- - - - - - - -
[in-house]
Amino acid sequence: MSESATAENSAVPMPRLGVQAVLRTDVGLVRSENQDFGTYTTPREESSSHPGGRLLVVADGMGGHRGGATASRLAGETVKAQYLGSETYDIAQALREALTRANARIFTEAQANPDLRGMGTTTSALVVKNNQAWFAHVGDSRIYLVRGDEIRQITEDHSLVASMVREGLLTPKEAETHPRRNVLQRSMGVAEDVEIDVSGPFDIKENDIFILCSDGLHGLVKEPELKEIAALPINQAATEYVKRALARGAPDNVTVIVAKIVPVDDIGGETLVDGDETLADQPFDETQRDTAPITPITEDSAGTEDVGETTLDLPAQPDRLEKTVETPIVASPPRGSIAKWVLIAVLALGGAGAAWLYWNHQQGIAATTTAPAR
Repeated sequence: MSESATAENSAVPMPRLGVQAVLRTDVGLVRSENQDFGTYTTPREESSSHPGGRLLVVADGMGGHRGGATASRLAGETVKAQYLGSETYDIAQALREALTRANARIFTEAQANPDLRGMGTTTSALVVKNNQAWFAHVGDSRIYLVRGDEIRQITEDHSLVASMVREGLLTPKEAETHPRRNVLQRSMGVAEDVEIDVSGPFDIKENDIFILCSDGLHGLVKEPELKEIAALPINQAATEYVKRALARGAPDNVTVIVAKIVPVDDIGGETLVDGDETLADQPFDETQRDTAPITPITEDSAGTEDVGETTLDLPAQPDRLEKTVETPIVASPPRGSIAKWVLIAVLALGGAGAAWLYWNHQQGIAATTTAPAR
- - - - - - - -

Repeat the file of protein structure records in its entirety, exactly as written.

[in-house]
Amino acid sequence: MSESATAENSAVPMPRLGVQAVLRTDVGLVRSENQDFGTYTTPREESSSHPGGRLLVVADGMGGHRGGATASRLAGETVKAQYLGSETYDIAQALREALTRANARIFTEAQANPDLRGMGTTTSALVVKNNQAWFAHVGDSRIYLVRGDEIRQITEDHSLVASMVREGLLTPKEAETHPRRNVLQRSMGVAEDVEIDVSGPFDIKENDIFILCSDGLHGLVKEPELKEIAALPINQAATEYVKRALARGAPDNVTVIVAKIVPVDDIGGETLVDGDETLADQPFDETQRDTAPITPITEDSAGTEDVGETTLDLPAQPDRLEKTVETPIVASPPRGSIAKWVLIAVLALGGAGAAWLYWNHQQGIAATTTAPAR
Repeated sequence: MSESATAENSAVPMPRLGVQAVLRTDVGLVRSENQDFGTYTTPREESSSHPGGRLLVVADGMGGHRGGATASRLAGETVKAQYLGSETYDIAQALREALTRANARIFTEAQANPDLRGMGTTTSALVVKNNQAWFAHVGDSRIYLVRGDEIRQITEDHSLVASMVREGLLTPKEAETHPRRNVLQRSMGVAEDVEIDVSGPFDIKENDIFILCSDGLHGLVKEPELKEIAALPINQAATEYVKRALARGAPDNVTVIVAKIVPVDDIGGETLVDGDETLADQPFDETQRDTAPITPITEDSAGTEDVGETTLDLPAQPDRLEKTVETPIVASPPRGSIAKWVLIAVLALGGAGAAWLYWNHQQGIAATTTAPAR